An increase in the number of middle-class children being referred to foster care due to the opioid crisis was partially responsible for a $550,000 cost overrun for Montgomery County in 2017, legislators were told Tuesday night.
The county’s independent auditing firm, the Bonadio Group, told the County Legislature’s Budget and Finance Committee Tuesday night that costs associated with putting approximately 90 children into foster care in Montgomery County in 2017 exceeded the $1.2 million federal block grant the county gets for the program. It cost local taxpayers an additional $750,000.
Michele Russo, the director of finance for the county’s Department of Social Services, said the county budgeted for $250,000 in foster care costs above the amount of the federal grant, but there were an additional $550,000 in costs above that.
Timothy Ball, an auditor with Bonadio Group, said Montgomery County, along with many counties in New York state, saw a spike in foster care costs in 2017 partly because more middle-class children are being put into foster care due to the opioid crisis. Ball said federal funding for foster care children can be roughly broken down into two categories of children: low-income children classified as IV-E, who are paid for out of the federal block grant, and 50 percent paid for with federal money after the grant is exhausted; and non-IV-E children whose parents have income levels that are too high to qualify for public assistance. He said the local property tax levy in Montgomery County is sometimes charged as much as 100 percent of the cost of placing the non-IV E children into foster care.
“Because foster care is expensive, depending on where the kids get placed, you can get a family where four children are removed and they all have to go to institutional care because of physical or sexual abuse, and you could pay upwards of $100,000 per child per year,” Ball said. “If that child does not come through as an IV-E eligible child, if certain factors aren’t met, like the parents were making a lot of money when the child was removed, it’s all local share, and you have to pay it.”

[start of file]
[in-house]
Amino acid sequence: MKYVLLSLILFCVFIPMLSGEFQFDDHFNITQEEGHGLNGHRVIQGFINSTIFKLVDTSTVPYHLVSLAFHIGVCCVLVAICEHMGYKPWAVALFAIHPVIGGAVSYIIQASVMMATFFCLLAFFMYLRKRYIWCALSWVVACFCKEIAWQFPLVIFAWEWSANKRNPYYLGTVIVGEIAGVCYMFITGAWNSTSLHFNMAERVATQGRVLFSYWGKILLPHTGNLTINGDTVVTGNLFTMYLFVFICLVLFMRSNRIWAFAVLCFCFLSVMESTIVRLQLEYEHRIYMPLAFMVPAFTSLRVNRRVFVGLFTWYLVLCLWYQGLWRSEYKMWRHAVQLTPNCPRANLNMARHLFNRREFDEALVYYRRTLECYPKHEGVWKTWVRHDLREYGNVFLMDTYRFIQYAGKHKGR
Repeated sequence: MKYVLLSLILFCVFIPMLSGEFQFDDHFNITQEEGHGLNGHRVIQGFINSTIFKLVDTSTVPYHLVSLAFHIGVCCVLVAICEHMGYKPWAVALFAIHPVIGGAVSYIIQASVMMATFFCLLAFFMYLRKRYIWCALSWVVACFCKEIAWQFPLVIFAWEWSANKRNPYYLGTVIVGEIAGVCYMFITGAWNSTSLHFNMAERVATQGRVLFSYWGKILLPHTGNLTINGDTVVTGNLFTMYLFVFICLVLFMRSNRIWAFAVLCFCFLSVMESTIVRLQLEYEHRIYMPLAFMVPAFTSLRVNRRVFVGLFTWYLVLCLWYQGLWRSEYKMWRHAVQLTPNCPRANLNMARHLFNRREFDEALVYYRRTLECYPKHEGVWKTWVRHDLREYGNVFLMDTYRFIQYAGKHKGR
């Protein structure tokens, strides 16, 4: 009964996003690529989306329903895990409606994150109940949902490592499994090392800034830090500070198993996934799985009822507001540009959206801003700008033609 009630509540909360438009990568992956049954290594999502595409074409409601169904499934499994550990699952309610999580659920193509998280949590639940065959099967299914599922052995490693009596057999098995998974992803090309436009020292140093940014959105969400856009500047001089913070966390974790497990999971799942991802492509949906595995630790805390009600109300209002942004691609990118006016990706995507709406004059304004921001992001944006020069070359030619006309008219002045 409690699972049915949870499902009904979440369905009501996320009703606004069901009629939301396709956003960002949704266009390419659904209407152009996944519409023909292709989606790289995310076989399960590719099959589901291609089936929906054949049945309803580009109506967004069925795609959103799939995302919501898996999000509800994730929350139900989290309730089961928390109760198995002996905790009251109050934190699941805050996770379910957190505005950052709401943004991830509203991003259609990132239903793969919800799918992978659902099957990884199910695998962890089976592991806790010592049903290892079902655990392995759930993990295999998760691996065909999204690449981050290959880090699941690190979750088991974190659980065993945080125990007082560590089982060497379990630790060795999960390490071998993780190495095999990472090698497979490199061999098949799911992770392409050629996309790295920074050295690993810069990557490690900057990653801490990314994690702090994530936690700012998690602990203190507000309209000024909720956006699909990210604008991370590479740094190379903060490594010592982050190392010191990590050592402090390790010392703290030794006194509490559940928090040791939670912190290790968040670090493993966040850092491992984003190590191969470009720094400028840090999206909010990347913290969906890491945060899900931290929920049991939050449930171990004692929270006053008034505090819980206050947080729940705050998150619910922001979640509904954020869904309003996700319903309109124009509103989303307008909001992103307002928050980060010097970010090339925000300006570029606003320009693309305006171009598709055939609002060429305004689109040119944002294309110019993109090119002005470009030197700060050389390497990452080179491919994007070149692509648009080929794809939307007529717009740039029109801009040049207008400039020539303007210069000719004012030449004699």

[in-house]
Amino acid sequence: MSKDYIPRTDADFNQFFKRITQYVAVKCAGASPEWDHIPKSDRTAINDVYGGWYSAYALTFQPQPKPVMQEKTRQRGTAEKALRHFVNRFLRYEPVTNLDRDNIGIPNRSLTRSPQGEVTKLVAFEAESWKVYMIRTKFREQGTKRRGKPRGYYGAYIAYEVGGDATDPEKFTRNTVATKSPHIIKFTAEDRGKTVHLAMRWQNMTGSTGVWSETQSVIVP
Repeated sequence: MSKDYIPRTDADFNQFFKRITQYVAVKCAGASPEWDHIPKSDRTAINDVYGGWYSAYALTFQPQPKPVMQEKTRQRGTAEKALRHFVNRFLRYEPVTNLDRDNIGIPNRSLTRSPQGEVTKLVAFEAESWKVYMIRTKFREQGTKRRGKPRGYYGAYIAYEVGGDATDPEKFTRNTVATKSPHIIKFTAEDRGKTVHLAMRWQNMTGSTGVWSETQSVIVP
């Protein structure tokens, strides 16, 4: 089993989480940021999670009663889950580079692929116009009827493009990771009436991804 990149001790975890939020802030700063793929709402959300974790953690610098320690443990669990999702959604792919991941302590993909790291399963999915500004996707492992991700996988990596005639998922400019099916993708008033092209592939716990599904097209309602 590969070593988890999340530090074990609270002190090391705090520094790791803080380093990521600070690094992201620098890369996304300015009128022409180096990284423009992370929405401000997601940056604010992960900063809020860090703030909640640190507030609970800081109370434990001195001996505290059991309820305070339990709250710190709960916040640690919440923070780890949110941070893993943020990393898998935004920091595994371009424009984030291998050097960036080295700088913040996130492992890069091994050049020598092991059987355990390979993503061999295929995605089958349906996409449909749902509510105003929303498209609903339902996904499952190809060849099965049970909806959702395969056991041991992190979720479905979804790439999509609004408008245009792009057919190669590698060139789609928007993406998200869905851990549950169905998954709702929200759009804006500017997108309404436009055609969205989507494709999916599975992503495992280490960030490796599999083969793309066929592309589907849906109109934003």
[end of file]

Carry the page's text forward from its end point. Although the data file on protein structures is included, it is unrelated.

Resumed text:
Ball told legislators that the county should make every effort to make certain children are classified as IV-E funding eligible, which can sometimes be determined by whether Family Court judges have included the proper language in their rulings. He traced a direct line from more higher income “middle class” children being put into foster care and significant cost spikes for counties.
“Things that you can’t plan for are things like the heroin epidemic. In a county like Allegany County they had an average of like 10 kids in foster care, then they had a heroin outbreak and they had 80 kids in foster care over a three-month period, and they didn’t have the staff to handle it, and unfortunately, a lot of those kids weren’t IV-E eligible because a lot of the parents were middle-class people making decent money and just got involved in drugs,” he said.
Russo said approximately half, about 45, of the 90 children in foster care from Montgomery County in 2017 were non-IV-E. However, she said she could not break out what percentage of the $750,000 in local money was spent on the higher income family non-IV-E children Tuesday night because every child cost a different amount of money. She said only about six to eight of the 90 children cost most of the county’s local share for foster care, each costing in the hundreds of thousands of dollars because of the amount of care they required and the length of time they needed it.
Montgomery County DSS Commissioner Michael McMahon said the formula for determining which children are IV-E eligible is complex, and includes the income of the parents, the level of need and whether the proper language was included in the court order sending them to foster care. He said a rough approximation of a IV-E eligible child would be a child that is eligible for other social services benefits like SNAP food stamps or temporary assistance.
District 9 Legislator Robert Purtell asked Ball if it might be wise for the county to review the past six months of classifications to determine if any children were improperly labeled non-IV-E.
Ball said it could be.
“With foster care, even a matter of five or six days with a non-IV-E child could be a substantial amount of money for the county,” he said.
District 1 Legislator Martin Kelly asked if the county was communicating the importance of getting IV-E funding to the county’s judges.
“Are we meeting with our judges, are we having a workshop on this?” he asked.
Ball said two years ago Montgomery County did communicate the importance of using the proper language in foster care court orders to the county’s judges.
“I don’t want to say there are ‘rogue judges,’ but sometimes you’ll get a judge that just stops saying the right things in court, and I almost think that is what we had happening here, the wrong verbiage, and we fixed it,” he said.